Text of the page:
The National Association of Scholars announced their study of Bowdoin roughly a year and a half ago. Since that day, most of us could have guessed its overarching conclusions. It is therefore instinctive to treat the release of the NAS study with disinterest: it offers no new perspectives, it continues the NAS’s record of omitting basic facts and including blatantly false statements, and it does not develop a unique and convincing argument.

To be sure, there are topics in the report that call for closer examination. But most students and faculty seem to have come to the inescapable conclusion that the NAS is not an open-minded, civil or constructive debate partner. I believe that this conclusion is fair, and I have posted a lengthy justification of this point on my website.

But this conclusion comes with two caveats, both of which implore us to take action.
First, we should give the NAS every opportunity to change their tone and rhetorical tactics. The association has been around for over 25 years, it rakes in extensive funding from many conservative foundations, and many of its members are well regarded scholars who publish in high-profile journals and newspapers. Their resources put them in a position to influence policy-makers and the general public.

Second, the report presents an excellent opportunity to change our school for the better. As Toby Zitsman wrote in “The Bowdoin Project: the good, the bad and the misleading” (April 5), “if this report sparks a healthy discussion on education as a whole then it is a gift to our school.” The report has opened the ears of the faculty, the administration, and the nation. This is not an exaggeration.

One of the most insidious characteristics of the NAS, as an institution, is its campaign to silence and discredit student voices. Rather than penning a letter to current Bowdoin students, Thomas Klingenstein appealed directly to Bowdoin alumni “over the age of, say, fifty to fifty-five” in the preamble of the report.

The report also asserts that students are completely lost when it comes to course selection; a problem, it believes, that can only be solved by having the adults specify course sequences via extensive distribution requirements. Other publications of the NAS joke about poisoning cafeteria food to prevent the consumption of alcohol and the occurrence of consensual sex. The students, it seems, are too young and irresponsible to make such choices for themselves.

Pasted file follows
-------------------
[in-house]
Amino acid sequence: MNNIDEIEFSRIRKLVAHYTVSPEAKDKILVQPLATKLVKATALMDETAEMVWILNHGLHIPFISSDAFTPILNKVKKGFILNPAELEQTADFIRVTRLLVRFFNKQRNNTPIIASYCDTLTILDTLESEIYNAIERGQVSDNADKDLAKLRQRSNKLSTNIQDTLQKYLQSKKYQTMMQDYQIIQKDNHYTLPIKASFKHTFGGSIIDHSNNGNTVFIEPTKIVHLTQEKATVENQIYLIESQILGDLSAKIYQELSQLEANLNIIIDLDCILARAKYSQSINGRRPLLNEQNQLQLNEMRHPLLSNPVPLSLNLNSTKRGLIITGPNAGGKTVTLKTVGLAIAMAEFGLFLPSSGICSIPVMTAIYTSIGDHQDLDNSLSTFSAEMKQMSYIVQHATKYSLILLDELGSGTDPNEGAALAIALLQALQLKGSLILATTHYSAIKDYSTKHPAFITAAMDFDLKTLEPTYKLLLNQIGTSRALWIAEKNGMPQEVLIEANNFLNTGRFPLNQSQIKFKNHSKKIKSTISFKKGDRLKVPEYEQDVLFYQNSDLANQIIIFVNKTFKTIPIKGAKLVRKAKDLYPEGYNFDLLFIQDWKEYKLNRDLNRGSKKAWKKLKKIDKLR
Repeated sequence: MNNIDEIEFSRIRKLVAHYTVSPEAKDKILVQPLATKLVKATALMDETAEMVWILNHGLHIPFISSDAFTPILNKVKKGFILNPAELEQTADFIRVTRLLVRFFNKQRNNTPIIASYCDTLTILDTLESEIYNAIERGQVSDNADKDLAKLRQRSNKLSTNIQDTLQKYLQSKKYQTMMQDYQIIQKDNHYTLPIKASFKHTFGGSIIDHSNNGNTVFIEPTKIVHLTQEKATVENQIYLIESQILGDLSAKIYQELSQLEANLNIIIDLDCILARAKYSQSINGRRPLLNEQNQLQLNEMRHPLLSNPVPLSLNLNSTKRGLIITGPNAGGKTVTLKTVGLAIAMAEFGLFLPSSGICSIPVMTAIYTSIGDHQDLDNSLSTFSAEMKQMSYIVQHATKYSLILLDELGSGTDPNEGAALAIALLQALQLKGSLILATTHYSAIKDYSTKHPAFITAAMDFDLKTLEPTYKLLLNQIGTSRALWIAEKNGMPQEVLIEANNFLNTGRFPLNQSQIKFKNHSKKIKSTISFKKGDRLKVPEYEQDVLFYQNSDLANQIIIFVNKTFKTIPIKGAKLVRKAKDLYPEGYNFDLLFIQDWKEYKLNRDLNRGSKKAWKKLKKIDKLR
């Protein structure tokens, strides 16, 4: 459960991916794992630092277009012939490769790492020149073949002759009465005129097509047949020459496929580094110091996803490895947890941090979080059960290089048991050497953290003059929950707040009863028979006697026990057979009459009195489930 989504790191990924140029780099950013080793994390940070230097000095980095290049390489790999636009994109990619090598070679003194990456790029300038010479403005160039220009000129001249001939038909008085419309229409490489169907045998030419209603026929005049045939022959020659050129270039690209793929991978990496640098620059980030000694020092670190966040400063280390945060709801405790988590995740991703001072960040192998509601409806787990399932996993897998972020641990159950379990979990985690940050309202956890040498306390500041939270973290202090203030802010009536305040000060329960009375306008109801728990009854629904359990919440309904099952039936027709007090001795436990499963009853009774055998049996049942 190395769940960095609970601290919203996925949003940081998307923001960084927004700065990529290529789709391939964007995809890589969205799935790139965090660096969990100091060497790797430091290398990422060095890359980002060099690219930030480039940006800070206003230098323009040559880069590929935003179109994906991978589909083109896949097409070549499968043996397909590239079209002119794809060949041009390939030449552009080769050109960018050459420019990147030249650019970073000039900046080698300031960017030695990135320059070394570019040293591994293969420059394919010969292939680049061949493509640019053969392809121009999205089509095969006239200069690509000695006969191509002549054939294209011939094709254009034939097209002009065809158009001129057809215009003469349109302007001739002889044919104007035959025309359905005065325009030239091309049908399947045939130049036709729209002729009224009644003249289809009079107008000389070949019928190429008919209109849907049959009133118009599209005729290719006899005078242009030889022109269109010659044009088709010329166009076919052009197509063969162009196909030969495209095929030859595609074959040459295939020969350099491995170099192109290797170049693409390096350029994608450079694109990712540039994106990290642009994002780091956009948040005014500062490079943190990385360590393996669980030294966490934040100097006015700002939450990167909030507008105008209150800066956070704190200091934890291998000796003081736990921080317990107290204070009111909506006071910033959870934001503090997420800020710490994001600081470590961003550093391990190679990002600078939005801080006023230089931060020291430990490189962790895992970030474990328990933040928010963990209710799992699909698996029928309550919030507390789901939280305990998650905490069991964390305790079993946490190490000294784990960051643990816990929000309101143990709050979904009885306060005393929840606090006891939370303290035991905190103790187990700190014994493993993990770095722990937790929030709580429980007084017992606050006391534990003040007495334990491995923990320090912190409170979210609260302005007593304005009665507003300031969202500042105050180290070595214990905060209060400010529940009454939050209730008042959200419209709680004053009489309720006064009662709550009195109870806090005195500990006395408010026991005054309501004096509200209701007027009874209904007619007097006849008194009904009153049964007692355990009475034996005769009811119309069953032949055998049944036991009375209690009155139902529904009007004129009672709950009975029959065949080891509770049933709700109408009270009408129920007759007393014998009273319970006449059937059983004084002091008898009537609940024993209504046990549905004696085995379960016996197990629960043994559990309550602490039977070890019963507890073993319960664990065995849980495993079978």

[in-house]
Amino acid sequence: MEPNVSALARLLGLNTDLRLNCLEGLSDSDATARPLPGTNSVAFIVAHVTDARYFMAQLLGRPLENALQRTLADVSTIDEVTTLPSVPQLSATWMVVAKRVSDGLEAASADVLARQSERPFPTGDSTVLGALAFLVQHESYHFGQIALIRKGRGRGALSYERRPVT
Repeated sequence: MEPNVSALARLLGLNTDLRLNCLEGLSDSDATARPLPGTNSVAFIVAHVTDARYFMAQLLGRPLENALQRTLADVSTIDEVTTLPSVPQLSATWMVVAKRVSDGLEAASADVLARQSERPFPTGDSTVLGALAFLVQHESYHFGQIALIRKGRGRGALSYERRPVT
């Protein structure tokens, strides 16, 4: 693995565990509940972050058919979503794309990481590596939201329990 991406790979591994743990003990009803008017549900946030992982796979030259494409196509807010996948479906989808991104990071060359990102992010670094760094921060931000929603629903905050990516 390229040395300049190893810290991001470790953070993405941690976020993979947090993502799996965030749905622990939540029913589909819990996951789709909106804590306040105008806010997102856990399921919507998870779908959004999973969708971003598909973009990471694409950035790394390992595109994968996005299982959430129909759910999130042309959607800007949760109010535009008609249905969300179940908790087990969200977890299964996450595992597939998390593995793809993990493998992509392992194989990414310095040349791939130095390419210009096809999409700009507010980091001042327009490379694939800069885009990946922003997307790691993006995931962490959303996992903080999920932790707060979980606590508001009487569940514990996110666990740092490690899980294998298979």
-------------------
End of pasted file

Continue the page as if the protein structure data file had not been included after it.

In short, the NAS report ignores the student body, and instead appeals to people who have little to no first-hand experiences with the Bowdoin community today. It targets members of the public who have not sent their children to NESCAC schools, or who have only interacted with these schools in the distant past. It targets politicians, who are looking for a reason to cut government support to ballooning student debt. It targets these groups with the hope that they will place external pressure on Bowdoin, so that we conform to their pre-conceived and misguided notions of higher education.

Perhaps we cannot change the perspective of the NAS on political topics. Perhaps we cannot convince them that courses that examine race, gender and class relations are worthwhile academic pursuits. Perhaps they will never support our efforts to reduce environmental waste or build a diverse campus. But I believe that we can, and must, convince them of our competence, and our aspirations. The NAS needs to realize that the only pathway to true reform is through an open and fair discussion with the current students and faculty of an institution. If we change their minds on this one key issue, we will have succeeded.

As I mentioned before, the NAS is a powerful advocacy group, so there are very real and important consequences in demonstrating against its contention of widespread student incompetence. Furthermore, we can convince politicians and public onlookers that we are not close-minded, and that an education in the liberal arts, while expensive, is worth the private and public investment.

Finally, you, as current students of Bowdoin College, can use this opportunity to take further ownership over your college experience. You are the most essential and important piece of Bowdoin’s community. It is essential that your opinions on its current status and its future directions be heard.

Alex Williams is a member of the Class of 2012.